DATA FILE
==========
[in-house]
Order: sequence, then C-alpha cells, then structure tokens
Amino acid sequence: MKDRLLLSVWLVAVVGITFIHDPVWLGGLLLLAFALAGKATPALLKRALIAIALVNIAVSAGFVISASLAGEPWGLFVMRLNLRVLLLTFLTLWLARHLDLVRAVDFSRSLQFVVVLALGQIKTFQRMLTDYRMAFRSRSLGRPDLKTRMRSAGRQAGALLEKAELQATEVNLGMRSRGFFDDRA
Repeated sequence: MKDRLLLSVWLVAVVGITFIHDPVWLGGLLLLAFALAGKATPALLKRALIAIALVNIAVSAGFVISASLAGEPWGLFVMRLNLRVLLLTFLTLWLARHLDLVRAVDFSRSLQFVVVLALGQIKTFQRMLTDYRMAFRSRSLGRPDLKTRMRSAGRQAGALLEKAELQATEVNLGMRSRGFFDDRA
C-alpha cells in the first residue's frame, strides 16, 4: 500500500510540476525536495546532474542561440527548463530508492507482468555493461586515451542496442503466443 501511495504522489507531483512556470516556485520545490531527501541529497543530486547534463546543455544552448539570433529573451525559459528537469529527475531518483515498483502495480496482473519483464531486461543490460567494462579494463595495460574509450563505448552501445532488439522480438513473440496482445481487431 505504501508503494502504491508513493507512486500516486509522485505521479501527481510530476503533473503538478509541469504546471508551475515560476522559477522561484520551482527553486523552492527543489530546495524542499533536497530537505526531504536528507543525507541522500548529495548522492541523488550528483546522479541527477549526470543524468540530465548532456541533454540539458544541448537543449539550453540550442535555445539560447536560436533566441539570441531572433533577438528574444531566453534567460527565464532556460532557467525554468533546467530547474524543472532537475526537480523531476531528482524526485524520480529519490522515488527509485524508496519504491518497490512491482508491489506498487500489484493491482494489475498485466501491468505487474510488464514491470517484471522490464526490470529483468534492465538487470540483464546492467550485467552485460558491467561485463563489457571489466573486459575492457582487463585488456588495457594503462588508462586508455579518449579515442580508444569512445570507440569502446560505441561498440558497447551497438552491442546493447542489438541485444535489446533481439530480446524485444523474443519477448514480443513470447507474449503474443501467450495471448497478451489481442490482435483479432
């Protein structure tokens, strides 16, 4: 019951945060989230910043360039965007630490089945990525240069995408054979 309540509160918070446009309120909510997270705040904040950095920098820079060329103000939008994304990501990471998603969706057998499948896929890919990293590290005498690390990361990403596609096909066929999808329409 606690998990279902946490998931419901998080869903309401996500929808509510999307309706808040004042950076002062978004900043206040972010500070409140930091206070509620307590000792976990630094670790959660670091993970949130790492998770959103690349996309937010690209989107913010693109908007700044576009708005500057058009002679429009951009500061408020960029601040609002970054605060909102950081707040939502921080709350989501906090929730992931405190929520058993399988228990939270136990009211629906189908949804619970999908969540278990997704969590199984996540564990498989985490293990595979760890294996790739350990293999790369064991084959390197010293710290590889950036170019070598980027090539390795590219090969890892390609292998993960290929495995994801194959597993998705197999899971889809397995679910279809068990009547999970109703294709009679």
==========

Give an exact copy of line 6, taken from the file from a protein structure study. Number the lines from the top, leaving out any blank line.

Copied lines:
């Protein structure tokens, strides 16, 4: 019951945060989230910043360039965007630490089945990525240069995408054979 309540509160918070446009309120909510997270705040904040950095920098820079060329103000939008994304990501990471998603969706057998499948896929890919990293590290005498690390990361990403596609096909066929999808329409 606690998990279902946490998931419901998080869903309401996500929808509510999307309706808040004042950076002062978004900043206040972010500070409140930091206070509620307590000792976990630094670790959660670091993970949130790492998770959103690349996309937010690209989107913010693109908007700044576009708005500057058009002679429009951009500061408020960029601040609002970054605060909102950081707040939502921080709350989501906090929730992931405190929520058993399988228990939270136990009211629906189908949804619970999908969540278990997704969590199984996540564990498989985490293990595979760890294996790739350990293999790369064991084959390197010293710290590889950036170019070598980027090539390795590219090969890892390609292998993960290929495995994801194959597993998705197999899971889809397995679910279809068990009547999970109703294709009679």